“Before now, Warren’s radical proposal never would have been introduced by someone with a serious shot at becoming president,” Galen Senior Fellow Brian Blase explains in a piece for RealClearPolitics.
“But the health care status quo is failing too many Americans. She is right that health care prices are generally too high, that provider consolidation is a serious problem, and that health outcomes are generally disappointing,” Brian writes.
However…“Her prescription to address these problems is all wrong,” he explains, including evidence of the harm a Washington-centric system does to innovation.
“For evidence of the devastating impact of Medicare’s control of payments, look no further than the sorry state of American kidney care, with high death rates and outdated, inefficient treatments. Only 12% of American patients undergo dialysis at home, where they could receive treatment while they sleep, compared to 80% in Hong Kong and 56% in Guatemala.
“One kidney care administrator has remarked: ‘The last 30 years as a country, all we’ve done is wait for kidneys to fail and we put people on dialysis.’
“The reason for this devastating outcome? Medicare has covered all end-stage kidney disease treatment since 1973. Dialysis providers can send large bills to Washington to cover inefficient care. They stand in the way of reform while patients, particularly the most vulnerable, suffer. And Medicare — as the single payer for end-stage kidney disease — is the primary culprit for lack of market innovation and the resulting death and destruction.”
Galen Senior Fellow Doug Badger looks at the significant threat to our economy of today’s health spending in the article and video for FoxBusiness. “Health entitlements are the largest and fastest-growing component of the federal budget and the leading cause of long-term fiscal instability,” he writes.
But Medicare for All is not the answer. “A RAND Corporation analysis found that it would increase health spending, enlarging the gap between the U.S. and other countries.
“The U.S. is hardly unique in struggling with rising health spending. U.S. health spending is projected to grow more slowly than the OECD average through 2030, meaning it will outperform many countries with centralized financing,” Doug writes.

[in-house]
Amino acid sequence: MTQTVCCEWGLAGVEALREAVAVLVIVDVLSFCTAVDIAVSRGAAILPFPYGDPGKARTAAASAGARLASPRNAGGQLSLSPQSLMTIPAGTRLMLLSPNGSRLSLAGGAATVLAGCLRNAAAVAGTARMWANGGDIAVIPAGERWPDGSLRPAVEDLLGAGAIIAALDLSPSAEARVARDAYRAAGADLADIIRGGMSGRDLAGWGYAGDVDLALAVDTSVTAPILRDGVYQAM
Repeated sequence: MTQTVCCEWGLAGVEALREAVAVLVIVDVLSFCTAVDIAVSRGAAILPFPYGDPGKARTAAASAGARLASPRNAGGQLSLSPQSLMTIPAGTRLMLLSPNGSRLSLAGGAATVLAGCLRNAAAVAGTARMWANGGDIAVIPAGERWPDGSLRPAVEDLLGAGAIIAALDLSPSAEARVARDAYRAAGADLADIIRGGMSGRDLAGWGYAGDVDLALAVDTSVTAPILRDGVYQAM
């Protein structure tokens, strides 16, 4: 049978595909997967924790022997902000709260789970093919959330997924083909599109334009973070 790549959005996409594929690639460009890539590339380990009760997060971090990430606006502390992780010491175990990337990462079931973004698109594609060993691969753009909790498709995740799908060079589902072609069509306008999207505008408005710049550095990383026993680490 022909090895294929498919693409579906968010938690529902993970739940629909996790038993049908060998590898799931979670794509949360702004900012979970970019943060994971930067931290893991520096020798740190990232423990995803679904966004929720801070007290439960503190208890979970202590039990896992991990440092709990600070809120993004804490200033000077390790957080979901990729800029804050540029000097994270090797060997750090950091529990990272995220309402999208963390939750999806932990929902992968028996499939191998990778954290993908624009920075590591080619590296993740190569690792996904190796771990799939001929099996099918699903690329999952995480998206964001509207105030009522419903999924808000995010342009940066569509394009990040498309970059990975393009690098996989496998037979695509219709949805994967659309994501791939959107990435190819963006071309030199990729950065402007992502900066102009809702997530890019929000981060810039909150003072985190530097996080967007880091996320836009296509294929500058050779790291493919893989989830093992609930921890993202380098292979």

“Shifting the entire burden of health financing onto the U.S. government is more likely to worsen fiscal strains than to relieve them.”
We’ve been saying all along that the more people learn about M4All, the less appealing it becomes. It turns out that even many of its ardent supporters (67%) think they will be able to keep their private insurance. “Of the 50 biggest stories over the last two weeks about Elizabeth Warren’s plan to pay for Medicare for All, 70% were negative,” Axios reports based upon NewsWhip data.
In addition to the promise that you can’t keep your current plan, objections include the battery of new taxes—which inevitably will hit the middle class—but many also are worried about the millions of jobs that will be eliminated, including an estimated two million in the health insurance industry.
Sen. Warren’s poll numbers have been impacted, but not in a good way. She was briefly #1 in the 2020 Democratic polling average, but she now is behind former VP Joe Biden by 7.2 points.
I was interviewed on Fox Business.com about the Warren pay-fors, explaining, among other things, that Warren comes up tens of trillions of dollars short.
Doug Holtz-Eakin, president of American Action Forum and a former director of the Congressional Budget Office, gives a clear breakdown of how unrealistic the numbers are.
AAF prepared this handy chart detailing Sen. Warren’s pay-fors so you don’t have to read it all: